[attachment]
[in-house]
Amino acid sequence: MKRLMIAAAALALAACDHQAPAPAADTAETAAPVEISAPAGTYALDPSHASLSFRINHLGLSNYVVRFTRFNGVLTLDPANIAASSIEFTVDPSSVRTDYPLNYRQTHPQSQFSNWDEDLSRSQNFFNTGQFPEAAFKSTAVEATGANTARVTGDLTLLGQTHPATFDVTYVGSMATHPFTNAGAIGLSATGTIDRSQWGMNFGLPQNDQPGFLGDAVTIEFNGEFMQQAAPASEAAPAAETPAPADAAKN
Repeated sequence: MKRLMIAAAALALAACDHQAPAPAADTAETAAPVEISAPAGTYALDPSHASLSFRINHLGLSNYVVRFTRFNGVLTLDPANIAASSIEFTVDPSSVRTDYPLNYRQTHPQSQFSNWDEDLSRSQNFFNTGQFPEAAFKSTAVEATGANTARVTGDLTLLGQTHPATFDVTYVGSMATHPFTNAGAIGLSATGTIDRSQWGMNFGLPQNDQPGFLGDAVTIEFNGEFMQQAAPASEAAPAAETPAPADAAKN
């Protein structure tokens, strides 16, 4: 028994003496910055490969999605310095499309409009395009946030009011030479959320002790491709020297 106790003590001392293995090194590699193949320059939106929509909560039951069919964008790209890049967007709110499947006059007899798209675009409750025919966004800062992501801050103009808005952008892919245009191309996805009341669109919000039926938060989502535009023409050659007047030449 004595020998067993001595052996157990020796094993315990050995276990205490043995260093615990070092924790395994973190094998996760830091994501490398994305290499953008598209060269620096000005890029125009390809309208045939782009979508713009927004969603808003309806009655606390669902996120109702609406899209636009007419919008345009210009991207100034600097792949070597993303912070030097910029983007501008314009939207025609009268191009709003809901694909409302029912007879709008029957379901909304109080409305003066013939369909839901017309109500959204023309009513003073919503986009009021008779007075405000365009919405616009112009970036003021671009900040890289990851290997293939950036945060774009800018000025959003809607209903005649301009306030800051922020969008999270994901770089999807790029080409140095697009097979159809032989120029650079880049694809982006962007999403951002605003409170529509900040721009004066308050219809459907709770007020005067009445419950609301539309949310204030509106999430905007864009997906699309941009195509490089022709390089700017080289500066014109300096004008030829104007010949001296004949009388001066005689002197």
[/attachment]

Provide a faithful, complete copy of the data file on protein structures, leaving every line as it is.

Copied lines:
[in-house]
Amino acid sequence: MKRLMIAAAALALAACDHQAPAPAADTAETAAPVEISAPAGTYALDPSHASLSFRINHLGLSNYVVRFTRFNGVLTLDPANIAASSIEFTVDPSSVRTDYPLNYRQTHPQSQFSNWDEDLSRSQNFFNTGQFPEAAFKSTAVEATGANTARVTGDLTLLGQTHPATFDVTYVGSMATHPFTNAGAIGLSATGTIDRSQWGMNFGLPQNDQPGFLGDAVTIEFNGEFMQQAAPASEAAPAAETPAPADAAKN
Repeated sequence: MKRLMIAAAALALAACDHQAPAPAADTAETAAPVEISAPAGTYALDPSHASLSFRINHLGLSNYVVRFTRFNGVLTLDPANIAASSIEFTVDPSSVRTDYPLNYRQTHPQSQFSNWDEDLSRSQNFFNTGQFPEAAFKSTAVEATGANTARVTGDLTLLGQTHPATFDVTYVGSMATHPFTNAGAIGLSATGTIDRSQWGMNFGLPQNDQPGFLGDAVTIEFNGEFMQQAAPASEAAPAAETPAPADAAKN
């Protein structure tokens, strides 16, 4: 028994003496910055490969999605310095499309409009395009946030009011030479959320002790491709020297 106790003590001392293995090194590699193949320059939106929509909560039951069919964008790209890049967007709110499947006059007899798209675009409750025919966004800062992501801050103009808005952008892919245009191309996805009341669109919000039926938060989502535009023409050659007047030449 004595020998067993001595052996157990020796094993315990050995276990205490043995260093615990070092924790395994973190094998996760830091994501490398994305290499953008598209060269620096000005890029125009390809309208045939782009979508713009927004969603808003309806009655606390669902996120109702609406899209636009007419919008345009210009991207100034600097792949070597993303912070030097910029983007501008314009939207025609009268191009709003809901694909409302029912007879709008029957379901909304109080409305003066013939369909839901017309109500959204023309009513003073919503986009009021008779007075405000365009919405616009112009970036003021671009900040890289990851290997293939950036945060774009800018000025959003809607209903005649301009306030800051922020969008999270994901770089999807790029080409140095697009097979159809032989120029650079880049694809982006962007999403951002605003409170529509900040721009004066308050219809459907709770007020005067009445419950609301539309949310204030509106999430905007864009997906699309941009195509490089022709390089700017080289500066014109300096004008030829104007010949001296004949009388001066005689002197």